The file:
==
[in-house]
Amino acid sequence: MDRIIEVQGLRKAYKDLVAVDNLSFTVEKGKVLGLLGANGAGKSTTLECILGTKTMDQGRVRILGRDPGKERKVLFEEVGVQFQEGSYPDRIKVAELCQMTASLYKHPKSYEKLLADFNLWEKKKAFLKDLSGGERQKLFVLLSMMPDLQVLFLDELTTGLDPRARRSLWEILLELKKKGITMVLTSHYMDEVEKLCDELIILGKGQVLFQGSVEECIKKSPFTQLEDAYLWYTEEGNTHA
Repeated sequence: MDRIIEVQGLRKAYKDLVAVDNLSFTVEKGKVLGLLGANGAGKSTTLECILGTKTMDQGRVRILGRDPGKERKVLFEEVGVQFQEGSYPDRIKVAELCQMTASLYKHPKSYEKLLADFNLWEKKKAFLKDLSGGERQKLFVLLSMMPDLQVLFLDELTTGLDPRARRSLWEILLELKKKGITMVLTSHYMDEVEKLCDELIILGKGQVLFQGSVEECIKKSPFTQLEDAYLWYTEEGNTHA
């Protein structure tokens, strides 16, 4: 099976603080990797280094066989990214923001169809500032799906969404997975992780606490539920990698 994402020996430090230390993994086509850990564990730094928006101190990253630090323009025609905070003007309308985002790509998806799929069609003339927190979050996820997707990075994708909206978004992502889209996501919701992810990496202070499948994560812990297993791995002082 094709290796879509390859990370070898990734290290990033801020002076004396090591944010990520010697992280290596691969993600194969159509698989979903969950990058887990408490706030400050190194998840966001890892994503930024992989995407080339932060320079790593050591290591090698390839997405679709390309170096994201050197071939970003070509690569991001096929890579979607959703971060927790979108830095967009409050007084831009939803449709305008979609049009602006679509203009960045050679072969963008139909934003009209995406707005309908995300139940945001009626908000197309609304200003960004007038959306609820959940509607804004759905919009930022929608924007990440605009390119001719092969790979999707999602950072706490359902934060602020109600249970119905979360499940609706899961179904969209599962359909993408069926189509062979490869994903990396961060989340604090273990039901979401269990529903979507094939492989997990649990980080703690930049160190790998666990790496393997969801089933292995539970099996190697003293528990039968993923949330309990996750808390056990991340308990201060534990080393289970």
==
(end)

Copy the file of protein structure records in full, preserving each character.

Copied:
[in-house]
Amino acid sequence: MDRIIEVQGLRKAYKDLVAVDNLSFTVEKGKVLGLLGANGAGKSTTLECILGTKTMDQGRVRILGRDPGKERKVLFEEVGVQFQEGSYPDRIKVAELCQMTASLYKHPKSYEKLLADFNLWEKKKAFLKDLSGGERQKLFVLLSMMPDLQVLFLDELTTGLDPRARRSLWEILLELKKKGITMVLTSHYMDEVEKLCDELIILGKGQVLFQGSVEECIKKSPFTQLEDAYLWYTEEGNTHA
Repeated sequence: MDRIIEVQGLRKAYKDLVAVDNLSFTVEKGKVLGLLGANGAGKSTTLECILGTKTMDQGRVRILGRDPGKERKVLFEEVGVQFQEGSYPDRIKVAELCQMTASLYKHPKSYEKLLADFNLWEKKKAFLKDLSGGERQKLFVLLSMMPDLQVLFLDELTTGLDPRARRSLWEILLELKKKGITMVLTSHYMDEVEKLCDELIILGKGQVLFQGSVEECIKKSPFTQLEDAYLWYTEEGNTHA
């Protein structure tokens, strides 16, 4: 099976603080990797280094066989990214923001169809500032799906969404997975992780606490539920990698 994402020996430090230390993994086509850990564990730094928006101190990253630090323009025609905070003007309308985002790509998806799929069609003339927190979050996820997707990075994708909206978004992502889209996501919701992810990496202070499948994560812990297993791995002082 094709290796879509390859990370070898990734290290990033801020002076004396090591944010990520010697992280290596691969993600194969159509698989979903969950990058887990408490706030400050190194998840966001890892994503930024992989995407080339932060320079790593050591290591090698390839997405679709390309170096994201050197071939970003070509690569991001096929890579979607959703971060927790979108830095967009409050007084831009939803449709305008979609049009602006679509203009960045050679072969963008139909934003009209995406707005309908995300139940945001009626908000197309609304200003960004007038959306609820959940509607804004759905919009930022929608924007990440605009390119001719092969790979999707999602950072706490359902934060602020109600249970119905979360499940609706899961179904969209599962359909993408069926189509062979490869994903990396961060989340604090273990039901979401269990529903979507094939492989997990649990980080703690930049160190790998666990790496393997969801089933292995539970099996190697003293528990039968993923949330309990996750808390056990991340308990201060534990080393289970």